disease; mammals eat the eggs; climate cooled; etc.

My bet is that they're going to assume, initially at least,
that the Soviets went nuts and The War was fought...and lost.
In a big, big way. IIRC, nukes dominated thinking. Even if
it might be something else, like say a chunk of rock from space.
I'd expect that any evidence is going to be interpreted that way
for a while. However! I'd expect that there'd be a big time
project to try to find out just what happened once people
wrap their head around what they have. Evidence of what
happened might well be there in the strata. If it was a nuke
exchange, there will be a lot of interesting isotopes at a
particular layer. if its not, then something else. Even a
asteroid strike would leave tell tale signs.

I can see a very bitter short story of an archaeologist digging
and finding skeletons. One happens to be his granddaughter's,
but he never really knew. Interweave her death and his digging,
and you get something...nicely acidicly bitter.

Will

--
William P Baird Do you know why the road less traveled by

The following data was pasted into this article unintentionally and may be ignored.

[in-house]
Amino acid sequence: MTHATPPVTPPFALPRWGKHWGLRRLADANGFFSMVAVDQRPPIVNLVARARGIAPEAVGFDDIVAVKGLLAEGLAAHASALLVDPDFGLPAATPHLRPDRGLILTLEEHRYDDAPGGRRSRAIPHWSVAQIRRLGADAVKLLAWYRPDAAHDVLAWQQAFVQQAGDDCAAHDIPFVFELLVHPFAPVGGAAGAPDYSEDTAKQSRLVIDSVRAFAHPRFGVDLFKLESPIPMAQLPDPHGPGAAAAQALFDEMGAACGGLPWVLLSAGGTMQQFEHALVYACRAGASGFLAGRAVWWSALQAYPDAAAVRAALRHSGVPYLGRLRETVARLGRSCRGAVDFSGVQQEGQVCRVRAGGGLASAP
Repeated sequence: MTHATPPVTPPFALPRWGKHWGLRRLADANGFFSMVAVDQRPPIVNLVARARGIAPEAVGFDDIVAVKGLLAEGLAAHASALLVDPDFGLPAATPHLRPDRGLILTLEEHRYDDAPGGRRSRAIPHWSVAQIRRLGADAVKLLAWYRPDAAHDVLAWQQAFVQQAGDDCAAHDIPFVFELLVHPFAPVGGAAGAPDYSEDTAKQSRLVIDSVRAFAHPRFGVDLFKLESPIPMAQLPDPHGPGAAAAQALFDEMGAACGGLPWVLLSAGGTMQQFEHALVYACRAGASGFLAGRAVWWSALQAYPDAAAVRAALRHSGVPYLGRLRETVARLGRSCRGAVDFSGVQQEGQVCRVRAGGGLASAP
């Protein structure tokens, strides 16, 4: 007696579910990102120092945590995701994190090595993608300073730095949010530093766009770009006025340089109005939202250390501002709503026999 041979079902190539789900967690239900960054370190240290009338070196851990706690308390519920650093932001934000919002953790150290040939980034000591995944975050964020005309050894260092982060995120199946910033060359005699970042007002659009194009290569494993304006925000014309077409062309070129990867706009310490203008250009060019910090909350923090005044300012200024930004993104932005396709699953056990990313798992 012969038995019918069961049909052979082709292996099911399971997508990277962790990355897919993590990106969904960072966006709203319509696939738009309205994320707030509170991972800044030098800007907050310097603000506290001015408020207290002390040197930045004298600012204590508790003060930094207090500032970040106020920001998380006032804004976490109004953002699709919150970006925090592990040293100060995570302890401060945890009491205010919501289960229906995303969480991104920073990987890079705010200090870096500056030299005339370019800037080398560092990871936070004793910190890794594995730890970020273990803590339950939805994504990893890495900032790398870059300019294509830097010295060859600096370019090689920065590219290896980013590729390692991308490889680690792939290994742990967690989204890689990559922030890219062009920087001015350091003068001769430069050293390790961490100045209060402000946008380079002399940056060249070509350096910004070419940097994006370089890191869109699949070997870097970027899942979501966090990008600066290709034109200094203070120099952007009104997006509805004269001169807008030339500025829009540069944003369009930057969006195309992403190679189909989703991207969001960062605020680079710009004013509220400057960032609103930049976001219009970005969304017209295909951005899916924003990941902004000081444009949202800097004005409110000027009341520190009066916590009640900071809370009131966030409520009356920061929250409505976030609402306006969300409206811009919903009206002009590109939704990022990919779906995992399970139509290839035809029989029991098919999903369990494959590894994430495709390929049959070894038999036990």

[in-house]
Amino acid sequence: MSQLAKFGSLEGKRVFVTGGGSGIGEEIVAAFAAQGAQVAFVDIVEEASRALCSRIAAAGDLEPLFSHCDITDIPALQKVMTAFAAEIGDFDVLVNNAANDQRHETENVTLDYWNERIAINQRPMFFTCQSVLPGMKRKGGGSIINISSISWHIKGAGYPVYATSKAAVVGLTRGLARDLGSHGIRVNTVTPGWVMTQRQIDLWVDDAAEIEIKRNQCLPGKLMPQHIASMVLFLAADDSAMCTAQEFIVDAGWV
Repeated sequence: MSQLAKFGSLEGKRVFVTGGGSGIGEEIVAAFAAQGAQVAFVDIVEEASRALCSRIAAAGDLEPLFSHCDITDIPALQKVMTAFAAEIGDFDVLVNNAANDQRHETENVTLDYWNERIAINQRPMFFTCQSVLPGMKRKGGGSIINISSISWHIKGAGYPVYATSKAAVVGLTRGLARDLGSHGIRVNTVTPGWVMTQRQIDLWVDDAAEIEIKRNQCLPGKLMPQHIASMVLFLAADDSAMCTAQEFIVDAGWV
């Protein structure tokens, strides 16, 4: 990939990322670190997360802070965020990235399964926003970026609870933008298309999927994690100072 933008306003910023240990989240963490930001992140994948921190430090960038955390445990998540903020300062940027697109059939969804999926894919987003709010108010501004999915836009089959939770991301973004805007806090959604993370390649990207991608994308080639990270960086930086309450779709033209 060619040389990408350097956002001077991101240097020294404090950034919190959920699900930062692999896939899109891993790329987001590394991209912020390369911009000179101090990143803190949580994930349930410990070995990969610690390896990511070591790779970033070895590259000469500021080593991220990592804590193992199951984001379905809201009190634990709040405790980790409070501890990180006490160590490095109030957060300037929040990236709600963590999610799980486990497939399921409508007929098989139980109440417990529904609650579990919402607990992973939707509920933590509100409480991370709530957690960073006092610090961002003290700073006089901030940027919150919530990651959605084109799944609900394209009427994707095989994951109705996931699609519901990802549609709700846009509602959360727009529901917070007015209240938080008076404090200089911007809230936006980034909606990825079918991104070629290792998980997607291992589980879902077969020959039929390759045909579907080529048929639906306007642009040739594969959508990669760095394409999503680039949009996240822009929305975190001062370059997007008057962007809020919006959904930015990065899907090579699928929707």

Speaking for me has so few sightseers? Normally, there
Home: ***@gmail is something big, mean, with very sharp
Work: ***@nersc teeth - and quite the appetite! - waiting
Add .com/.gov somewhere along its dark and twisty bends.
James Nicoll
2004-11-22 21:47:41 UTC
Permalink
Would it violate the tone of the TL if it turned out there was
one last birdian lineage left: the last ratites, now a diverse sea
dwelling family? The ones from that thread in May, I mean.
--
http://www.cic.gc.ca/english/immigrate/
http://www.marryanamerican.ca
Coyu
2004-11-22 21:54:41 UTC
Permalink
Post by James Nicoll
Would it violate the tone of the TL if it turned out there was
one last birdian lineage left: the last ratites, now a diverse sea
dwelling family? The ones from that thread in May, I mean.
Hell no.
William P. Baird
2004-11-22 22:23:45 UTC
Permalink
Post by James Nicoll
Would it violate the tone of the TL if it turned out there was
one last birdian lineage left: the last ratites, now a diverse sea
dwelling family? The ones from that thread in May, I mean.